Tuesday, June 2, 2009
I don't know how it is in your house, but in my house, Chicken Tenders (or fingers or nuggets or stars or whatever restaurants call them) are the entree of choice for Valiant and pretty high up there for Superman, Charming and Buttercup, too. Since we don't get to restaurants as much as they'd like, I've always wondered about making my own. Listen, I know many of you grew up with fried chicken being made in your kitchens with regularity, but I didn't. This stuff seems like Rocket Science to me. Anyway, I saw this recipe from Pioneer Woman Cooks and decided I'd be brave (the fact that she takes pictures of every little step encourages me to try new things). While I wouldn't say it was as easy as she says it is, I really thought these were easy to make. Like anything else, I know I'll get better at it as I do it. Since the family was thrilled and I wasn't scarred for life from the experience, this is definitely a keeper.
Pioneer Woman Cooks
2 -4 boneless, skinless chicken breasts-sliced into strips (she went and bought already cut chicken tenders, I just pulled breast out of the freezer) Also, I used four because Charming is home from college for the summer...a family of four could have gotten by with two breasts. We had no leftovers and I used 4.
2 cups of buttermilk
1 cup of all-purpose flour
2 teaspoons Lawry's season salt (or any seasoning mixture you like - Johnny's, Mrs. Dash, whatever)
Cooking oil (I used Canola)
1) Soak your chicken strips in buttermilk for 30 minutes or so.
2) Add seasoning to flour and place in flat bowl.
3) Preheat about 1 inch of cooking oil in skillet. You want it hot but not so hot it will burn the coating before the chicken is done. Pioneer Woman says medium, but that didn't work for me...I needed to use high on my stove. [My oil was too cool for my first batch and all the breading slid off when I removed the chicken from the pan.]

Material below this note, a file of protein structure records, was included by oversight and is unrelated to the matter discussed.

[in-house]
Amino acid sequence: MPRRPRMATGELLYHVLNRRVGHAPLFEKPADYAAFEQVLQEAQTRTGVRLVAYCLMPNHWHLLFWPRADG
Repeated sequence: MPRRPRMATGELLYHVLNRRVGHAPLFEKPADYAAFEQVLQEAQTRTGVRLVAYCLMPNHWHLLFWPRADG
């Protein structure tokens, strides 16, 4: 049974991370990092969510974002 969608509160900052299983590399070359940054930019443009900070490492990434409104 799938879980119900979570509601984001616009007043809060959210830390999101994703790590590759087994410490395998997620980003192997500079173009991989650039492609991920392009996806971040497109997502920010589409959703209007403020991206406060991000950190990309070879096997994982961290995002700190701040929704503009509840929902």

4) Take chicken strips from buttermilk bath and let excess drip into buttermilk bowl, then put the chicken strip in the flour mixture and coat.
5) Set coated chicken strips into hot oil. Turn as needed to ensure even browning.
6) Drain on paper towels.
Serve with ranch dressing, ketchup, or whatever else your family likes.
Things I learned trying this recipe:
1) Get the oil hot enough to have the batter "attach" to your chicken pieces, otherwise it looks gross and the batter slides right off the pieces. (I think when you have Viking stove, medium is way hotter than what my little stove will do...) Oh, and I need tongs...
2) While Pioneer Woman might add buttermilk to her flour mixture, it didn't work for me. I ended up with huge clumps of flour and didn't stick to anything (and you wouldn't have wanted them to!).
3) My family just isn't that difficult to please.
So, which one of you is going to tell me how to do this better? What am I missing?